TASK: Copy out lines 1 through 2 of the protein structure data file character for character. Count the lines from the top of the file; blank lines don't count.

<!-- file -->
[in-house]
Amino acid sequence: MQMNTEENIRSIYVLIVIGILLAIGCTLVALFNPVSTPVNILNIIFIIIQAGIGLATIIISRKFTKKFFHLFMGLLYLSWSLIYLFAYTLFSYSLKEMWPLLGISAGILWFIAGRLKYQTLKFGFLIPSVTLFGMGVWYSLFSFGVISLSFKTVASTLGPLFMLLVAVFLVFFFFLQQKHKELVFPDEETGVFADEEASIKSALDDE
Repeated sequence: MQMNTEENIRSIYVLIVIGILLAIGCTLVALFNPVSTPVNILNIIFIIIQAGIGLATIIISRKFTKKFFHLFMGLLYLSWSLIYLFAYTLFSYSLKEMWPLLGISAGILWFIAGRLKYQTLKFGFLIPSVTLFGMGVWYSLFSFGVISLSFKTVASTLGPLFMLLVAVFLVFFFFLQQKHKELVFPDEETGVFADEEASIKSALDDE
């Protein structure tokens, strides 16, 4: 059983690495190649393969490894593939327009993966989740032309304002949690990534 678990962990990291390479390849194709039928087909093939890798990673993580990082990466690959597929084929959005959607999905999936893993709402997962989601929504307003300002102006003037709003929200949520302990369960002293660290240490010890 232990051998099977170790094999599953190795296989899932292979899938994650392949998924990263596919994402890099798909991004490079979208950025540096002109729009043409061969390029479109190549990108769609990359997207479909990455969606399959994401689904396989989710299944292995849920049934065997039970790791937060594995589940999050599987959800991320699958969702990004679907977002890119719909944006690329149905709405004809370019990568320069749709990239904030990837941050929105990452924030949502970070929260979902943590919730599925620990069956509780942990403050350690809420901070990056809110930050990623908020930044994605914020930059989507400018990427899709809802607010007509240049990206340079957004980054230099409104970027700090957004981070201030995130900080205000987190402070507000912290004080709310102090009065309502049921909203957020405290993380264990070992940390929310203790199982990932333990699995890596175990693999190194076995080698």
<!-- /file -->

[in-house]
Amino acid sequence: MQMNTEENIRSIYVLIVIGILLAIGCTLVALFNPVSTPVNILNIIFIIIQAGIGLATIIISRKFTKKFFHLFMGLLYLSWSLIYLFAYTLFSYSLKEMWPLLGISAGILWFIAGRLKYQTLKFGFLIPSVTLFGMGVWYSLFSFGVISLSFKTVASTLGPLFMLLVAVFLVFFFFLQQKHKELVFPDEETGVFADEEASIKSALDDE